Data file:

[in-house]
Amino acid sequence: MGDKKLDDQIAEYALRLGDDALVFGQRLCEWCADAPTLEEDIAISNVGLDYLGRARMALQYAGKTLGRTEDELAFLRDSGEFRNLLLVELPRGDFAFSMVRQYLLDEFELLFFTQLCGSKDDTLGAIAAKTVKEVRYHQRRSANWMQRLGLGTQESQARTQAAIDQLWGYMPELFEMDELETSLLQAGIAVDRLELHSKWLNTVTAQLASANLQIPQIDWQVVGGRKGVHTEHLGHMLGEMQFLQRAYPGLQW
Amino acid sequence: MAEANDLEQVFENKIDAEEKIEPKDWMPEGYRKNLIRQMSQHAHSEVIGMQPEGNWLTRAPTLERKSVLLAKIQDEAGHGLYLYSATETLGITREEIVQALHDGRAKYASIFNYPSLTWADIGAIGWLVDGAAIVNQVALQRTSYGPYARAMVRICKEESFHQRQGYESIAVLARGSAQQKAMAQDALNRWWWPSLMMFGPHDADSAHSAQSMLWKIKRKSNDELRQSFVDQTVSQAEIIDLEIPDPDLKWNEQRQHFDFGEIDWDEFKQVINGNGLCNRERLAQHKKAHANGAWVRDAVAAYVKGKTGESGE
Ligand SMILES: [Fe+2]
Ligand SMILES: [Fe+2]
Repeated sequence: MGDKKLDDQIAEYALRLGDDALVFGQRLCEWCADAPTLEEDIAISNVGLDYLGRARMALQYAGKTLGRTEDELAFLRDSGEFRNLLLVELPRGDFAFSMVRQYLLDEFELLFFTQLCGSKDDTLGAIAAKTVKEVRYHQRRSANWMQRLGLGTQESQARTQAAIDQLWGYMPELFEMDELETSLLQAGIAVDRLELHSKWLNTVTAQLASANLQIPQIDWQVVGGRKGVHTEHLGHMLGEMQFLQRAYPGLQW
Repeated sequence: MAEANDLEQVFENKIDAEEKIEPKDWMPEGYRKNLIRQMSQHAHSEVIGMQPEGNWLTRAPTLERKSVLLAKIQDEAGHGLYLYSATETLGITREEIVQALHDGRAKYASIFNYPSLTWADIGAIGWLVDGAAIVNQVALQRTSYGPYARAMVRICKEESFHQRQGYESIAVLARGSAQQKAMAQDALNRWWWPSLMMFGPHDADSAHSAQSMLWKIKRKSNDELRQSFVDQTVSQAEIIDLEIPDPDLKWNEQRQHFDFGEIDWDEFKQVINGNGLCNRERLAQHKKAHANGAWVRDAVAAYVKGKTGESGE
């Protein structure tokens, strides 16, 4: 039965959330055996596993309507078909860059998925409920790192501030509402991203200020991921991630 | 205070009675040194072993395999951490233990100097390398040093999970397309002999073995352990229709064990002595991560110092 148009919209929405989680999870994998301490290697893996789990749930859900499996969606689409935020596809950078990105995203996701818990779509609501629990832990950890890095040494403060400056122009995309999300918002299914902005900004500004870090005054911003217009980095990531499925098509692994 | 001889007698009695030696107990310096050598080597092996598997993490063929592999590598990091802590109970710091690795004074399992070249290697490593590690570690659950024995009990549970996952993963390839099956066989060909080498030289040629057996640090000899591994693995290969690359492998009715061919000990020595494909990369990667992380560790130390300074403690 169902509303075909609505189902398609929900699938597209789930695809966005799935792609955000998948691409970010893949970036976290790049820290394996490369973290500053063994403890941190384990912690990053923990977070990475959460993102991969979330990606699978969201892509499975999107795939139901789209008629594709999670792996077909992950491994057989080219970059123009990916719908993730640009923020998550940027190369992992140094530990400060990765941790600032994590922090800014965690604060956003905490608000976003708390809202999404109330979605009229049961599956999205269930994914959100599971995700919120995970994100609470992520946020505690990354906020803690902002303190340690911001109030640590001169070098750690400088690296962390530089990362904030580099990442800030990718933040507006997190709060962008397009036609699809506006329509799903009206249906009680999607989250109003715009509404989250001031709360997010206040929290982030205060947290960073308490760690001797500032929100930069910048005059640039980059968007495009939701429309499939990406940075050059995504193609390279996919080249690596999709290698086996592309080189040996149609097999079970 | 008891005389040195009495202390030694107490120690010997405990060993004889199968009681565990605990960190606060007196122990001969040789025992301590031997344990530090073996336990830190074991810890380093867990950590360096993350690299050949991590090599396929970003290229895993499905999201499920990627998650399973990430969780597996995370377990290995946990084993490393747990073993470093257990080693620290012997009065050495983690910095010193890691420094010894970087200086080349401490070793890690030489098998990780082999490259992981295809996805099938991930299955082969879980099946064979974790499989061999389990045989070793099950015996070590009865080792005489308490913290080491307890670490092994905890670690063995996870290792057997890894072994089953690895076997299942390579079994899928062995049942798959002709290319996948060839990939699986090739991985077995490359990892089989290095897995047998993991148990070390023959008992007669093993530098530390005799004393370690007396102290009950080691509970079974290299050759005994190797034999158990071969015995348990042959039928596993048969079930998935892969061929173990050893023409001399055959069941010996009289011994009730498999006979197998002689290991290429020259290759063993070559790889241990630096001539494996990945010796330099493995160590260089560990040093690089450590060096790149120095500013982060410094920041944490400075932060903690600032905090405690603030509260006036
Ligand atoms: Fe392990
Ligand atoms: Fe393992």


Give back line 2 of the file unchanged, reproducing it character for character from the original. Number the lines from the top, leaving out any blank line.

Amino acid sequence: MGDKKLDDQIAEYALRLGDDALVFGQRLCEWCADAPTLEEDIAISNVGLDYLGRARMALQYAGKTLGRTEDELAFLRDSGEFRNLLLVELPRGDFAFSMVRQYLLDEFELLFFTQLCGSKDDTLGAIAAKTVKEVRYHQRRSANWMQRLGLGTQESQARTQAAIDQLWGYMPELFEMDELETSLLQAGIAVDRLELHSKWLNTVTAQLASANLQIPQIDWQVVGGRKGVHTEHLGHMLGEMQFLQRAYPGLQW